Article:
How we give access to data
Records we have shared
From July 1, 2018 through June 30, 2019 we provided:
- 75,439,188 in bulk requests by private and government entities.
- 794,514 through our Contracted Plate Search system, used mostly by parking lot operators.
A data breach is any time data is taken without permission, compromising the:
- confidentiality, and
- integrity of personal information we maintain.
It's not considered a breach when:
- The person who takes the personal information works for DOL or represents us,
- It's used for official DOL business, and
- The personal information isn't used or shared for other purposes.
Notifying you of a data breach
The law says we must notify you as soon as possible. We must not wait more than 45 calendar days after we learn of a breach unless law enforcement asks us to delay.
We'll notify you any time your personal information is breached. This means your first name or first initial and last name in combination with any of the following:
- Social Security number or the last 4 digits of the Social Security number.
- Driver license number or Washington identification card number.
- Bank account, credit or debit card number.
- Any code, password, or other information that would give access to your financial account.
- Full date of birth.
- Private key that is unique to you that you use to authenticate or sign an electronic record.
- Student, military, or passport identification number.
- Health insurance policy number or health insurance identification number.
- Any information about your medical history or mental or physical condition.
- Any information about your health care professional's medical diagnosis or treatment.
- Biometric data. For example, your fingerprint, voiceprint, eye retinas, irises, or other unique biological patterns or characteristics that could identify you
We must notify you of a breach of any of the above information combined with your last name if:
- We didn't encrypt or redact the information enough to make it unusable.
- The information would enable someone to commit identity theft against you.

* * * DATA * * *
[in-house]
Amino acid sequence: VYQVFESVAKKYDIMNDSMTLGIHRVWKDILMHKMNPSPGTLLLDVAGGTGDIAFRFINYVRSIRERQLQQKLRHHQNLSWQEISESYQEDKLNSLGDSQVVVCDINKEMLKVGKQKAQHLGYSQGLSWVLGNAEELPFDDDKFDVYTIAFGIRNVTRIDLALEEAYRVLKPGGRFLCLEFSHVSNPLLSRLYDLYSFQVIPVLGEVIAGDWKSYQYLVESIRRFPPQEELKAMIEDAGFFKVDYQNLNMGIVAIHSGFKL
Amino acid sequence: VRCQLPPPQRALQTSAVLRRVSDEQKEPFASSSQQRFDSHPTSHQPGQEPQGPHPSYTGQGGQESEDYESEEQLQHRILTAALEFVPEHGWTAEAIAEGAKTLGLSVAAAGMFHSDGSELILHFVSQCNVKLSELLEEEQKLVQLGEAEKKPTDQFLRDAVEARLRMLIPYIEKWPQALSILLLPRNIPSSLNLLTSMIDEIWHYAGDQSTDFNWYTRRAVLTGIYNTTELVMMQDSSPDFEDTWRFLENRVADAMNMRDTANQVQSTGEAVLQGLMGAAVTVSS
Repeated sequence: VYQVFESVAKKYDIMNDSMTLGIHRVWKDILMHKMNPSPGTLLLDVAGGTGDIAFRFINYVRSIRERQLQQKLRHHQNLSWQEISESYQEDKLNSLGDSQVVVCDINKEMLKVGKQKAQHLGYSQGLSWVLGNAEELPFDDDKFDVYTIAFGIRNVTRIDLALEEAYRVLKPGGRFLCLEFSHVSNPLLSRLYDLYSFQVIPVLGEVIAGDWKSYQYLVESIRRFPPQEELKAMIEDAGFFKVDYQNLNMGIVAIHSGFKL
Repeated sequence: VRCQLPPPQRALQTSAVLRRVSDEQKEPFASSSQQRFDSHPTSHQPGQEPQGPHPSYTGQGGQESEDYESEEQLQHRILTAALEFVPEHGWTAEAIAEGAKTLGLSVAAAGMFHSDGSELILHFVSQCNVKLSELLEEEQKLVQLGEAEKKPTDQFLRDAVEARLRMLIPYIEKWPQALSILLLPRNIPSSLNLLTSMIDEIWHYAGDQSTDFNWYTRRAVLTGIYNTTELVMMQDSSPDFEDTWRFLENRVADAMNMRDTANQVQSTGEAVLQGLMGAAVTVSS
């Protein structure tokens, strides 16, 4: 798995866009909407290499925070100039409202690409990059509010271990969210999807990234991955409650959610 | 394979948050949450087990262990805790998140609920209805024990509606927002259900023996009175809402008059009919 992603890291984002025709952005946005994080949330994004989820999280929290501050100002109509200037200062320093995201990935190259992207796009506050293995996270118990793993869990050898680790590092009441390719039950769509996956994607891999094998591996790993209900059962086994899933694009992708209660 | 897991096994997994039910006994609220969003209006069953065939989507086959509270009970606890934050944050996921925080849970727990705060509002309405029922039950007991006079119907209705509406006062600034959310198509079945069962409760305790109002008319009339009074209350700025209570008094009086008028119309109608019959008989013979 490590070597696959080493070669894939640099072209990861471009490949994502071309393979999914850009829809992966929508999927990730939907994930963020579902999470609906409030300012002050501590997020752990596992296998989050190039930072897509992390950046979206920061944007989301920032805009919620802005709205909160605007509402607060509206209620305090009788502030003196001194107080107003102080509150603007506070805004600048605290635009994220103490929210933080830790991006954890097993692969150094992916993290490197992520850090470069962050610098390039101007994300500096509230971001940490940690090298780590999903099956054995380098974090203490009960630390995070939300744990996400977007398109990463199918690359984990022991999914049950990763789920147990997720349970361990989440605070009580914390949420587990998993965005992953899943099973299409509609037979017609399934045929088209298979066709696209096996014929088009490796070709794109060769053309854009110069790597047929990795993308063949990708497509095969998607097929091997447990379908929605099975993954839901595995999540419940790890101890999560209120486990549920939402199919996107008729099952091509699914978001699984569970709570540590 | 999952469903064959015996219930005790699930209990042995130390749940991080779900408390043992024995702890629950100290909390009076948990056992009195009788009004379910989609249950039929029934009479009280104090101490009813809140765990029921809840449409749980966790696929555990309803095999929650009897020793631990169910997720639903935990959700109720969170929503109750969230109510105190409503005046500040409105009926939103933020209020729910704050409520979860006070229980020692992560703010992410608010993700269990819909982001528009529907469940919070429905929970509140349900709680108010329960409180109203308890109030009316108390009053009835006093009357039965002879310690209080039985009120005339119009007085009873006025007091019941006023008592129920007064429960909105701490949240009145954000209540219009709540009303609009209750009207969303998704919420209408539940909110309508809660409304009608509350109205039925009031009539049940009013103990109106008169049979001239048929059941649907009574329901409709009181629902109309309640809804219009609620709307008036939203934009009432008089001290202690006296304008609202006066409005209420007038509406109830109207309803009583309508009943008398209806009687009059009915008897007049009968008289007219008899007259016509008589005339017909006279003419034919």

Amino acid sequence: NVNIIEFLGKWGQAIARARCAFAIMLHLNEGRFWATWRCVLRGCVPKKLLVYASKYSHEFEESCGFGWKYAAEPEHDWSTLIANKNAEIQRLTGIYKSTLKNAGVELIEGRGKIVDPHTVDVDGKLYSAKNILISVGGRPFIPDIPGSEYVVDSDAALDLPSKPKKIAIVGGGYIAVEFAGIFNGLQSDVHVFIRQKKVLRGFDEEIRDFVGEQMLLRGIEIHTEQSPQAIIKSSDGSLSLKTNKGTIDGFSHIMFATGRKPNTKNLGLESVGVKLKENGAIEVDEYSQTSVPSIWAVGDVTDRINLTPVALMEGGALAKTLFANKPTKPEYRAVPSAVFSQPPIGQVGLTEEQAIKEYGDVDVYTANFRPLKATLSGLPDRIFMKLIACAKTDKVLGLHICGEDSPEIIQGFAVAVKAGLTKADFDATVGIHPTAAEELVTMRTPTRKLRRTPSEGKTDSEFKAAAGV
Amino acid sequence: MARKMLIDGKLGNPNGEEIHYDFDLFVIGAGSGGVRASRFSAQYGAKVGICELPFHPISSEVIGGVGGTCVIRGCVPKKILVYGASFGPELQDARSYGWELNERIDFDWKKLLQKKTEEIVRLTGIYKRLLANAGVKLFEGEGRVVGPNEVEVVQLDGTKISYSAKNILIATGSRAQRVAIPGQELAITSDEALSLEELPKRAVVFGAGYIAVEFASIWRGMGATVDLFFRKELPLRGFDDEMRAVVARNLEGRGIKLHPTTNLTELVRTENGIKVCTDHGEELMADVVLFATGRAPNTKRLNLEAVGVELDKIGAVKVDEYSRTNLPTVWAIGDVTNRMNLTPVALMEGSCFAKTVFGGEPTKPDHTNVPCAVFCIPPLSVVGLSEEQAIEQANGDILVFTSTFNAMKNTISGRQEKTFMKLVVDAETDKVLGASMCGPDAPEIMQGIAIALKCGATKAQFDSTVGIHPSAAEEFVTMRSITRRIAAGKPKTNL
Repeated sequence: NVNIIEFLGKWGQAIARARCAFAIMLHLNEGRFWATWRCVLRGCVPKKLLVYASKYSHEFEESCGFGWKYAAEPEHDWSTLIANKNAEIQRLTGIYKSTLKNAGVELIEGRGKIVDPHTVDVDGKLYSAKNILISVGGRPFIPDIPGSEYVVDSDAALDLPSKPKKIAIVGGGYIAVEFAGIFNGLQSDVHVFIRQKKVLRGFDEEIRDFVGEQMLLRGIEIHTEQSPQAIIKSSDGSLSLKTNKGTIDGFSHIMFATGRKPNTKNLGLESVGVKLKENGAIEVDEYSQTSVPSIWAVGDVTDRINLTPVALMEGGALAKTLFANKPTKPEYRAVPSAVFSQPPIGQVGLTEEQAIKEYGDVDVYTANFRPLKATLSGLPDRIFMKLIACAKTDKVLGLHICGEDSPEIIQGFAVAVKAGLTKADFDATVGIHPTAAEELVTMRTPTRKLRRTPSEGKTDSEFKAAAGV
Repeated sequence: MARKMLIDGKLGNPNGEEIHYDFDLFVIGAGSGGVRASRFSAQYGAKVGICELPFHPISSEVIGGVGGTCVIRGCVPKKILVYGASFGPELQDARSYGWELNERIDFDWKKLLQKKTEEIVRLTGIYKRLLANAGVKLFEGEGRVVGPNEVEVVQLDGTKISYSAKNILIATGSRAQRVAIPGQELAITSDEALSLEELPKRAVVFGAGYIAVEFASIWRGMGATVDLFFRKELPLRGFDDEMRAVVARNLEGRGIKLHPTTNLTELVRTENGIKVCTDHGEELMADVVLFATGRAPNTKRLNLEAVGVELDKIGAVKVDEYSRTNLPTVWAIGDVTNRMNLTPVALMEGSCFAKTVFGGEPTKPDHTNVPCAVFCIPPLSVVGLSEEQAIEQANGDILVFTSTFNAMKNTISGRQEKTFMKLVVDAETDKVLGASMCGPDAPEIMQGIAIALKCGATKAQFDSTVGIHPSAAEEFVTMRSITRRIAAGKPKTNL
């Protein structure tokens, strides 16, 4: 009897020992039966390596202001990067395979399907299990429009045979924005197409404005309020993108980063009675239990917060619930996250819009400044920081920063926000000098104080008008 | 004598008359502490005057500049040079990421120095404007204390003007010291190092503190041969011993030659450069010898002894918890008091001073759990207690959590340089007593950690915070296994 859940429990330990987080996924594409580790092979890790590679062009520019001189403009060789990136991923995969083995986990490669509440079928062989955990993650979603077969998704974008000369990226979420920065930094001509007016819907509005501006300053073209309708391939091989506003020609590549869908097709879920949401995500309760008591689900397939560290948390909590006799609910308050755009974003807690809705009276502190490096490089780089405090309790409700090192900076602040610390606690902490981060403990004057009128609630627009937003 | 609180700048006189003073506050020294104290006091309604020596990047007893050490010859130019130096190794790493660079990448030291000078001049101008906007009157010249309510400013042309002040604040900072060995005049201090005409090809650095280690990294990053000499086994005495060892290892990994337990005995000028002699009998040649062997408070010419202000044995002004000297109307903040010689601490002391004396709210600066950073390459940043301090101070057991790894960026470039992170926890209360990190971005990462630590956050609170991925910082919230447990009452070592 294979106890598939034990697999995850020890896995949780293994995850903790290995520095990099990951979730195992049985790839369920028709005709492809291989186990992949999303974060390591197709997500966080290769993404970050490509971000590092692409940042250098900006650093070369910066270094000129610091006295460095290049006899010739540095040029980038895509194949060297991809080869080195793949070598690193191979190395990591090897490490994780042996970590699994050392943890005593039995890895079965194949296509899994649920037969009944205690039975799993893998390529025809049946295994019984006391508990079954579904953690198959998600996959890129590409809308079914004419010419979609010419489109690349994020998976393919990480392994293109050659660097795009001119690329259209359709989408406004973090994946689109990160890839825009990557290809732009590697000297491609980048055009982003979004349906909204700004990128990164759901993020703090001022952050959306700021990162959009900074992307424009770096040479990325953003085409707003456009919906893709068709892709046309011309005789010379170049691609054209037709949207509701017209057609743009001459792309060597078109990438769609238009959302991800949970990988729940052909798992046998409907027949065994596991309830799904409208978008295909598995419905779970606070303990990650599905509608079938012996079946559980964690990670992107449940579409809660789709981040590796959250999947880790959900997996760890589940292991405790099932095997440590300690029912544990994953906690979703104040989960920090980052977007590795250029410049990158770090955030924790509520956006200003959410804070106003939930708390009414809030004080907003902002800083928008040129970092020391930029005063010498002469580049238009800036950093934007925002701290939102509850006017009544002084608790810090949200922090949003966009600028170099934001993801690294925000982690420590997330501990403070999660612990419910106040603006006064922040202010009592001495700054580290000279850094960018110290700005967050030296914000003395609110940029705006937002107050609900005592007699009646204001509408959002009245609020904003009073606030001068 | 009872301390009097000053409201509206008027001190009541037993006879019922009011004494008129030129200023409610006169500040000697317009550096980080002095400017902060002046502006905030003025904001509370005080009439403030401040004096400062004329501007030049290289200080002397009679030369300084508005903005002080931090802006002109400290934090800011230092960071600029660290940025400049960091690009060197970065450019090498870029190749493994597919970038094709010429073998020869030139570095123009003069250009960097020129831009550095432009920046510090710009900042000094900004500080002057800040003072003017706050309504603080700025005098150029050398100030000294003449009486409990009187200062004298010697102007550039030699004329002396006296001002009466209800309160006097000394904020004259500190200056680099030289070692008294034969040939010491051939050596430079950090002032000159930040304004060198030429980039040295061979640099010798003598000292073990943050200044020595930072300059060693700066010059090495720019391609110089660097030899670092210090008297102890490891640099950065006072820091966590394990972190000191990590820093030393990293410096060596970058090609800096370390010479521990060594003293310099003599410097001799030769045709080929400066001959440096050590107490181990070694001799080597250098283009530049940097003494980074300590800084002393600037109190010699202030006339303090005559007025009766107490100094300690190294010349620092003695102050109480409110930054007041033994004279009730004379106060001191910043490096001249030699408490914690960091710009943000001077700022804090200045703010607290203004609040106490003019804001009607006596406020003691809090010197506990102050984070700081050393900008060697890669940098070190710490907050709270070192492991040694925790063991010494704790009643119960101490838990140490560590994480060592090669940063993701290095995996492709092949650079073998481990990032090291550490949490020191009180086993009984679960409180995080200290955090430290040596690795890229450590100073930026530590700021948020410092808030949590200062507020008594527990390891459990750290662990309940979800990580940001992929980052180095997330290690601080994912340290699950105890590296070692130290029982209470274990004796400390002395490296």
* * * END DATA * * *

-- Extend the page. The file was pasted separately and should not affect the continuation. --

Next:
We must also notify you of a breach involving your user name or email address along with:
- Security questions and answers that would give access to an online account.
Washington law ensures:
- Our government is transparent.
- The public has access to records and information we store.
Our laws include exceptions to balance:
- Government transparency.
- Individual privacy.
All our information is governed by laws such as Washington's Public Records Act, RCW 42.56. Information you send us may become a public record. It may be subject to public inspection and copying if not protected by federal or state law.
If there’s ever a conflict between this privacy statement and the Public Records Act, or laws governing our disclosure of records, the Public Records Act or other applicable law will control.
We use facial recognition technology to make sure a person only has one driver license or identification card. Learn more about how we use facial recognition.
Data stewardship framework
DOL has adopted a Data stewardship framework based on:
- Our principles as an agency.
- Best practices from the Office of Privacy and Data Protection.
- Guidance from international organizations such as the United Nations.
Our Framework helps us explain and think through new privacy challenges. It shows how our principles link to our commitments and our actions. It’s a living document and gets updated as the privacy world changes.
We wrote a report for the legislature explaining how our framework relates to our ongoing Data Stewardship project.
Internal data governance policy
These are the rules we hold ourselves to. Read our Data governance policy.
Laws governing how we share personal information
The main federal law governing drivers license data is the Driver Privacy Protection Act.
Vehicle and vessel owner information
Driver and plate search (DAPS) and driver information and adjudication system (DIAS)
We have a policy that limits access to these systems.
For DAPS, we limit access to:
- Law enforcement agencies.
- Other government agencies.
- 911 dispatch communications and records centers.
- Government agency detectives and investigators.
For DIAS, we limit access to:
- Municipal, district, and superior courts.
- Local and state government agencies.
- Prosecuting attorneys.
Social Security Numbers
Release prohibited except as required by law.
Organ donor information
Prohibition of sharing information.
Voter registration data
Release prohibited except as required by law.
Questions? Need help?
Email us: DOLPrivacyOfficer@dol.wa.gov